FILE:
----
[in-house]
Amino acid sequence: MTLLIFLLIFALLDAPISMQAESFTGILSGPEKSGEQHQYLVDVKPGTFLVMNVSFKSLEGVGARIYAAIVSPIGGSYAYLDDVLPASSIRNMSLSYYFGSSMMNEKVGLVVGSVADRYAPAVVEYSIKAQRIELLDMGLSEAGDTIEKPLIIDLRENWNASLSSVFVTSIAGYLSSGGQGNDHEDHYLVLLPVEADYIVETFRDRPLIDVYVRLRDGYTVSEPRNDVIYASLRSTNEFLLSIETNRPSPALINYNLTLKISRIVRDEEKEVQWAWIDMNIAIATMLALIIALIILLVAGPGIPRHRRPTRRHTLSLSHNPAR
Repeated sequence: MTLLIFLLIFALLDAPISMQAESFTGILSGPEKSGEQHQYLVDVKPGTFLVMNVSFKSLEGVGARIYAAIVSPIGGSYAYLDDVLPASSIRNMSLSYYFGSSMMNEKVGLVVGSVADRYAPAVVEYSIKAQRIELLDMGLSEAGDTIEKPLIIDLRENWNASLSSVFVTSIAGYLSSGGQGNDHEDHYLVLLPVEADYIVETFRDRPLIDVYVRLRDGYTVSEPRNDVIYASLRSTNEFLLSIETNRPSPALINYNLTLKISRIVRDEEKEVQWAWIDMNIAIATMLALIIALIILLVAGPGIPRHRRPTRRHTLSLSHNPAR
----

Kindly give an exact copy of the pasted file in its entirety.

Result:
[in-house]
Amino acid sequence: MTLLIFLLIFALLDAPISMQAESFTGILSGPEKSGEQHQYLVDVKPGTFLVMNVSFKSLEGVGARIYAAIVSPIGGSYAYLDDVLPASSIRNMSLSYYFGSSMMNEKVGLVVGSVADRYAPAVVEYSIKAQRIELLDMGLSEAGDTIEKPLIIDLRENWNASLSSVFVTSIAGYLSSGGQGNDHEDHYLVLLPVEADYIVETFRDRPLIDVYVRLRDGYTVSEPRNDVIYASLRSTNEFLLSIETNRPSPALINYNLTLKISRIVRDEEKEVQWAWIDMNIAIATMLALIIALIILLVAGPGIPRHRRPTRRHTLSLSHNPAR
Repeated sequence: MTLLIFLLIFALLDAPISMQAESFTGILSGPEKSGEQHQYLVDVKPGTFLVMNVSFKSLEGVGARIYAAIVSPIGGSYAYLDDVLPASSIRNMSLSYYFGSSMMNEKVGLVVGSVADRYAPAVVEYSIKAQRIELLDMGLSEAGDTIEKPLIIDLRENWNASLSSVFVTSIAGYLSSGGQGNDHEDHYLVLLPVEADYIVETFRDRPLIDVYVRLRDGYTVSEPRNDVIYASLRSTNEFLLSIETNRPSPALINYNLTLKISRIVRDEEKEVQWAWIDMNIAIATMLALIIALIILLVAGPGIPRHRRPTRRHTLSLSHNPAR